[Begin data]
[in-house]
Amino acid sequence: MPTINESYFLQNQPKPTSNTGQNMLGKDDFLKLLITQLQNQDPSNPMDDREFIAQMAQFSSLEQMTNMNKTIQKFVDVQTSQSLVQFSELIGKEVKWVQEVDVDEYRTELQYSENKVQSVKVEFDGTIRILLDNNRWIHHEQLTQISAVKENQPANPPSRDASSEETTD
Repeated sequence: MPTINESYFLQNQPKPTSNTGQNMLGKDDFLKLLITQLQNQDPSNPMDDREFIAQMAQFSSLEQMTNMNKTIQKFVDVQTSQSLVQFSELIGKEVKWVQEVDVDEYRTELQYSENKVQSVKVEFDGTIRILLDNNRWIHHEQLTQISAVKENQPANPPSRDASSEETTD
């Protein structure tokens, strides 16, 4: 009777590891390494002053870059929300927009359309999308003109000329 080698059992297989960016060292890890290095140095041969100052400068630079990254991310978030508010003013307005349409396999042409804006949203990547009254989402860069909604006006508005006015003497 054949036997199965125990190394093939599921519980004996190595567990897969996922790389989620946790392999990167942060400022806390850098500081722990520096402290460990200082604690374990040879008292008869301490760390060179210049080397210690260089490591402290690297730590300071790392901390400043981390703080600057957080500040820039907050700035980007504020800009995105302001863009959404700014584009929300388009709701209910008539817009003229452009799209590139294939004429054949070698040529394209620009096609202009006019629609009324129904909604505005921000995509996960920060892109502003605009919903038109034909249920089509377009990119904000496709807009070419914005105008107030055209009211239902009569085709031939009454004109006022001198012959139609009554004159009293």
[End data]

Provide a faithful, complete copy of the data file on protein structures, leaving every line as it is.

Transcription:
[in-house]
Amino acid sequence: MPTINESYFLQNQPKPTSNTGQNMLGKDDFLKLLITQLQNQDPSNPMDDREFIAQMAQFSSLEQMTNMNKTIQKFVDVQTSQSLVQFSELIGKEVKWVQEVDVDEYRTELQYSENKVQSVKVEFDGTIRILLDNNRWIHHEQLTQISAVKENQPANPPSRDASSEETTD
Repeated sequence: MPTINESYFLQNQPKPTSNTGQNMLGKDDFLKLLITQLQNQDPSNPMDDREFIAQMAQFSSLEQMTNMNKTIQKFVDVQTSQSLVQFSELIGKEVKWVQEVDVDEYRTELQYSENKVQSVKVEFDGTIRILLDNNRWIHHEQLTQISAVKENQPANPPSRDASSEETTD
């Protein structure tokens, strides 16, 4: 009777590891390494002053870059929300927009359309999308003109000329 080698059992297989960016060292890890290095140095041969100052400068630079990254991310978030508010003013307005349409396999042409804006949203990547009254989402860069909604006006508005006015003497 054949036997199965125990190394093939599921519980004996190595567990897969996922790389989620946790392999990167942060400022806390850098500081722990520096402290460990200082604690374990040879008292008869301490760390060179210049080397210690260089490591402290690297730590300071790392901390400043981390703080600057957080500040820039907050700035980007504020800009995105302001863009959404700014584009929300388009709701209910008539817009003229452009799209590139294939004429054949070698040529394209620009096609202009006019629609009324129904909604505005921000995509996960920060892109502003605009919903038109034909249920089509377009990119904000496709807009070419914005105008107030055209009211239902009569085709031939009454004109006022001198012959139609009554004159009293």